Cancer patients at higher risk of mortality from COVID-19 than non-cancer patients

Nov. 17, 2020

In an analysis of 15 research studies involving more than 3,000 patients around the world, researchers found that cancer patients who contracted COVID-19 had a 23 percent risk of mortality compared to non-cancer patients with COVID-19, who had a less than six percent risk, according to a news account from the Imperial College London.

In lung cancer and blood cancer patients with COVID-19, the risk of mortality increased by 30 percent. The researchers also found that patients older than 65 years and male were at a higher risk of worse outcomes, showing that age and gender are important predictors associated with poorer prognosis, although interestingly diabetes and other established risk factors such as cardiovascular disease were not risk factors.

The research, published in the Journal of the National Cancer Institute, was led by researchers at Imperial College London and is the largest global analysis of cancer patients with COVID-19.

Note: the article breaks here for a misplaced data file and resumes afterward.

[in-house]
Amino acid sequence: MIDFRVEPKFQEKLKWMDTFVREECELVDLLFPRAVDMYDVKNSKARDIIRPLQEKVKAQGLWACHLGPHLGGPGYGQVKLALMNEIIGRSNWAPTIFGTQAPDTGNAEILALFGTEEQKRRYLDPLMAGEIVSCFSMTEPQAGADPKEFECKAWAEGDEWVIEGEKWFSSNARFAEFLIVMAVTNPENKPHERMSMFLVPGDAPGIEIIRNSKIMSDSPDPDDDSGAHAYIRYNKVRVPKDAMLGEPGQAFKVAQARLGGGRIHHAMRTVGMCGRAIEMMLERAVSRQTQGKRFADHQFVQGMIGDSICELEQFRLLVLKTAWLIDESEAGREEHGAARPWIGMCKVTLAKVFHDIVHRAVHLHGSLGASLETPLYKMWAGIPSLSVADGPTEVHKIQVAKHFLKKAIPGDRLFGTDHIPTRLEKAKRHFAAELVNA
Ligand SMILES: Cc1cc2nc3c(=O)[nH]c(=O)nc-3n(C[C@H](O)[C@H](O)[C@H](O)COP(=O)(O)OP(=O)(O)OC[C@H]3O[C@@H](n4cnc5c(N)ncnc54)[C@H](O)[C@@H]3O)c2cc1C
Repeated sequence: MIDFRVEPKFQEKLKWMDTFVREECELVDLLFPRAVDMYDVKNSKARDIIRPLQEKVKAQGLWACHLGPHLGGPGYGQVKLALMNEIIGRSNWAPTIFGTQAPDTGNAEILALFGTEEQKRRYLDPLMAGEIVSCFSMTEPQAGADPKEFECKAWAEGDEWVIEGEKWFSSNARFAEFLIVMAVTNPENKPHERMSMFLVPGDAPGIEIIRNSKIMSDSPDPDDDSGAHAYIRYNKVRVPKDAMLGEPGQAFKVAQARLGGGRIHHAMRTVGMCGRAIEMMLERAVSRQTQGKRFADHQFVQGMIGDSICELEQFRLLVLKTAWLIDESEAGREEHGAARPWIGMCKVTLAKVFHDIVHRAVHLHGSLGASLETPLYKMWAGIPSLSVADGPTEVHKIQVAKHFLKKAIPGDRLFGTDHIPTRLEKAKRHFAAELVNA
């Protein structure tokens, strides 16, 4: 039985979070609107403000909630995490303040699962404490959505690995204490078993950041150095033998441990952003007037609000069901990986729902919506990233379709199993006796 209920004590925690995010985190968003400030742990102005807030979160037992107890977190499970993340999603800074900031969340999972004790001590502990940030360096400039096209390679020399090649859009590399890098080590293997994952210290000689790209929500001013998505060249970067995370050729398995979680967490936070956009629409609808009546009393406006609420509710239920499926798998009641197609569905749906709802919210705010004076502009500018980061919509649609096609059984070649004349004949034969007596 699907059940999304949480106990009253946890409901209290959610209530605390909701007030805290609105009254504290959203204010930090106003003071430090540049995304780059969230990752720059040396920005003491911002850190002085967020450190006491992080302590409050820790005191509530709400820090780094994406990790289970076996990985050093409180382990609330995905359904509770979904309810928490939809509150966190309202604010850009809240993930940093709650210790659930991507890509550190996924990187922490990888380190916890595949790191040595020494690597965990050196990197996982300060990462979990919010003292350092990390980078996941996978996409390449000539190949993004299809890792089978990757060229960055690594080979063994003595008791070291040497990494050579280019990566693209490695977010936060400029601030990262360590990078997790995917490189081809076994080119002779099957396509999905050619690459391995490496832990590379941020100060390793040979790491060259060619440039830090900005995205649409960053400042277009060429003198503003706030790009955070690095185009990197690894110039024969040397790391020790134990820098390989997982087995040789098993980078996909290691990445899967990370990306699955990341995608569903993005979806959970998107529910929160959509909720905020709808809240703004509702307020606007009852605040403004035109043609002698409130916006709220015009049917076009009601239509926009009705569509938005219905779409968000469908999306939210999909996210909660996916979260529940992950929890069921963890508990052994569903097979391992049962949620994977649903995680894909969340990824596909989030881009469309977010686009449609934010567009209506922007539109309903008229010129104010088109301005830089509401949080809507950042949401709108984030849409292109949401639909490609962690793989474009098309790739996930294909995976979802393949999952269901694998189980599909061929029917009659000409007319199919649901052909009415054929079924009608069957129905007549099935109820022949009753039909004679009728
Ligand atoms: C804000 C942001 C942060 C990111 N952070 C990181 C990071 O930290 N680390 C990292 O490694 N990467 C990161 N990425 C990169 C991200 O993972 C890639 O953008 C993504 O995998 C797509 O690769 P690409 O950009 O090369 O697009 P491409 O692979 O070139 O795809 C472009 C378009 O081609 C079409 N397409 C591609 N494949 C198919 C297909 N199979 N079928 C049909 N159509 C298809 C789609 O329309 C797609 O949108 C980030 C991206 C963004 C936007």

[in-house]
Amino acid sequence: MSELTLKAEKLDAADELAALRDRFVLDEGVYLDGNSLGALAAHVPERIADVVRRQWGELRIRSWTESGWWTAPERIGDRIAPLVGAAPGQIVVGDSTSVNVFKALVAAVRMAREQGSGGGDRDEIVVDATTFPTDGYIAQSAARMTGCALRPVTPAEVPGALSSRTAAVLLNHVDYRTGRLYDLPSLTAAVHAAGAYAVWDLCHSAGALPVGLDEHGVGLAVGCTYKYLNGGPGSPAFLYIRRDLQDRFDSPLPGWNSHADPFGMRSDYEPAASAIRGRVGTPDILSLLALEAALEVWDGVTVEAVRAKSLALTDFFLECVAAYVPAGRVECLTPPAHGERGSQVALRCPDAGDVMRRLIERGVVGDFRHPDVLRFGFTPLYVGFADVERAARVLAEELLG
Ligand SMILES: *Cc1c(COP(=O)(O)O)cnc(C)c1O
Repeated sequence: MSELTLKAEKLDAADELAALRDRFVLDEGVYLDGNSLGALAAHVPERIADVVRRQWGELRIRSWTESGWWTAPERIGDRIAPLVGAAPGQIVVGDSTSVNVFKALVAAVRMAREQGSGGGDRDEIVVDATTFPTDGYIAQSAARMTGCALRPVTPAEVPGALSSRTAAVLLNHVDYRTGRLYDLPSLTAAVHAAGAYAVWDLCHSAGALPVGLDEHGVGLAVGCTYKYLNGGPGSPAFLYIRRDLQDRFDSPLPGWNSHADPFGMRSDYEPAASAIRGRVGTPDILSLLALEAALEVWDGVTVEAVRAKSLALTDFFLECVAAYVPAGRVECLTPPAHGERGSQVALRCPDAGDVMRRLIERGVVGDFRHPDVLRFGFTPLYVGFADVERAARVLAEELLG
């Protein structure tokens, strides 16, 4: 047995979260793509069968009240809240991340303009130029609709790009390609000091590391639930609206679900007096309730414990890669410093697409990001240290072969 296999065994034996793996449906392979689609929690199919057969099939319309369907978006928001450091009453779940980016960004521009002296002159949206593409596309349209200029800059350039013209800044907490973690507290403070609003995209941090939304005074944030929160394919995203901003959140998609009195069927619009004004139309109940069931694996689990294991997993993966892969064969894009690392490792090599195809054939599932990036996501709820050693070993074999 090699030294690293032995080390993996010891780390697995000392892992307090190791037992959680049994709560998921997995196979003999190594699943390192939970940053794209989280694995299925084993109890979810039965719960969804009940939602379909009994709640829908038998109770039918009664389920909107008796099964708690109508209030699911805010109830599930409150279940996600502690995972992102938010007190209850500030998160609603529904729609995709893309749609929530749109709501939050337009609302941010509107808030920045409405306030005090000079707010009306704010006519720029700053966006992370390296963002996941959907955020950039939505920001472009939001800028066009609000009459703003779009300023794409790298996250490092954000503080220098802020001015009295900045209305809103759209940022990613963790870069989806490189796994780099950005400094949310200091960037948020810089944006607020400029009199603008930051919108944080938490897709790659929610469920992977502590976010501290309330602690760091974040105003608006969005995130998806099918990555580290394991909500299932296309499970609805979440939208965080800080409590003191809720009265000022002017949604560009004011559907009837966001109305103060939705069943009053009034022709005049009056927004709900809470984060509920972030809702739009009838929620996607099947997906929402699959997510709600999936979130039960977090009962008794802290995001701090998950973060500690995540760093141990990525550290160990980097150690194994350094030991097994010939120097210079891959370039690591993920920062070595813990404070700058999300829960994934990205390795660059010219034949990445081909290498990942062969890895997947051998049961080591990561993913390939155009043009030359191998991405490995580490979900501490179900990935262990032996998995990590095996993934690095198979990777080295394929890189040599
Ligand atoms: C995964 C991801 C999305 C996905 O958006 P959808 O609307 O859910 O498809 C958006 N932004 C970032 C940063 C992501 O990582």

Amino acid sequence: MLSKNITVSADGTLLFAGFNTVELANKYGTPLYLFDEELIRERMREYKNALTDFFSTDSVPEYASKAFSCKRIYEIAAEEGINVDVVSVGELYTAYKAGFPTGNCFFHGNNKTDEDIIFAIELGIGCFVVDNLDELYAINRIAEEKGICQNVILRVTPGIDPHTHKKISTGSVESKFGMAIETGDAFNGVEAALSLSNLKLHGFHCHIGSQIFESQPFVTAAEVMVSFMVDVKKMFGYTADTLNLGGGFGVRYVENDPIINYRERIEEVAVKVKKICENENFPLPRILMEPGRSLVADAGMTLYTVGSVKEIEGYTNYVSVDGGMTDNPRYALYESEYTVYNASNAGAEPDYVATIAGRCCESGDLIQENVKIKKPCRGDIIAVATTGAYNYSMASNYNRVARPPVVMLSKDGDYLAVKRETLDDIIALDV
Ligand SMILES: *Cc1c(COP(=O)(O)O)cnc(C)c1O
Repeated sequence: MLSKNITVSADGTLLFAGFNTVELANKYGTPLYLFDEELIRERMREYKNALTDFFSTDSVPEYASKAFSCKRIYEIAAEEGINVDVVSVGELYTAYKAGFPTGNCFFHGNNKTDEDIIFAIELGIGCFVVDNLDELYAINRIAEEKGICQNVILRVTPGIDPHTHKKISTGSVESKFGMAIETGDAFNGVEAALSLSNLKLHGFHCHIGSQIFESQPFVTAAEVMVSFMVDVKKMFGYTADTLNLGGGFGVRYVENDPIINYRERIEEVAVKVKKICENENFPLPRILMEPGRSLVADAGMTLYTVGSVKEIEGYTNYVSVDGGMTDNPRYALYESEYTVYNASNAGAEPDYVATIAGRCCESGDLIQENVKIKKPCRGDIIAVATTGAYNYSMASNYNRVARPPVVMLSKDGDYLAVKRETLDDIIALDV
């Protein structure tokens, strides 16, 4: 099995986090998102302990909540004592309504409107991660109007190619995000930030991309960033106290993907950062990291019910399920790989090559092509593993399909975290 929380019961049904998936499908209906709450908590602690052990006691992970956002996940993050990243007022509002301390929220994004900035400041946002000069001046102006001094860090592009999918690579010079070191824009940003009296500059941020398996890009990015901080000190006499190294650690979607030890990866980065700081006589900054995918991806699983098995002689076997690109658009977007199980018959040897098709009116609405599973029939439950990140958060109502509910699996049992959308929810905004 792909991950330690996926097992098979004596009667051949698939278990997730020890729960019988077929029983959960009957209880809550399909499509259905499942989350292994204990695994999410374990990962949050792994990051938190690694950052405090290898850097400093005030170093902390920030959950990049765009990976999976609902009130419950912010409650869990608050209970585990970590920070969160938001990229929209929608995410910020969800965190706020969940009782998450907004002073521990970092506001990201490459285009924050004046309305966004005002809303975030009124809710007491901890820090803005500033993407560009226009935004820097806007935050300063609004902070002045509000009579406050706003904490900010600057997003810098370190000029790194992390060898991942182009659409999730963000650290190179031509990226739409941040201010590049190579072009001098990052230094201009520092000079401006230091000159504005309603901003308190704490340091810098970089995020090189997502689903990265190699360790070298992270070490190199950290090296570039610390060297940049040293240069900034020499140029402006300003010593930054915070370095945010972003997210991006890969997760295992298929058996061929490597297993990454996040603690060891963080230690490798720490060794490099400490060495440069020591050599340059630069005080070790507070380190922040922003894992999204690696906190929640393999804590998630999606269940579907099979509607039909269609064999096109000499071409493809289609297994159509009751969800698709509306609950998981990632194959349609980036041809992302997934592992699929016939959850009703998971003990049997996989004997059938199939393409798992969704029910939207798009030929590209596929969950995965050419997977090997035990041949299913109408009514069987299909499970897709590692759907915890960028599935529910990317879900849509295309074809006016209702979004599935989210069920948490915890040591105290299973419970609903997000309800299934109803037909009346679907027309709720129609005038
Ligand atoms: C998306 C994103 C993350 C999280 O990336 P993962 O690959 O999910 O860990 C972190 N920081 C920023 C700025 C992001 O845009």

Evidence from individual reports suggests that cancer patients infected with COVID-19 may be at an increased risk of hospitalization, admission to the intensive care unit, or requiring invasive ventilation, or death. Different cancers, and treatments used to fight them such as chemotherapy, can weaken the body and suppress the immune system.

The team analyzed 15 studies involving 3,019 cancer patients that reported case fatality or severe events of cancer patients with COVID-19 and compared it to studies that recorded the fatality rate of COVID-19 patients without cancer. Fifty-four per cent (1,628) were men and 46 percent (1,388) were women; more than half were over 65 years old. They found that overall case fatality rate was estimated at 22.4 percent in COVID-19 patients with cancer compared to COVID-19 patients without cancer at 5.9 percent. They also found that age and gender appear to be significant risk factors associated with poorer prognosis, which is consistent with other studies.

In patients treated with chemotherapy, surgery or immunotherapy, the case fatality rate was 25.6 percent, 27.6 percent and 24.3 percent, respectively. However, the researchers believe that more evaluation is needed to establish whether these treatments contributed to the fatality rate. In addition, wherever patients were in the world, USA, Europe or Asia, the findings were similar. They recommend that patients to continue their treatments during the pandemic

The overall case fatality rate in the lung cancer patients with COVID-19 was 32.9 percent, higher than that of other cancers but hematologic malignancies, such as myeloma, were also are above 30 percent. This suggests that lung and blood cancer patients with COVID-19 may experience increased difficulty recovering from this disease once it has progressed to a severe stage.

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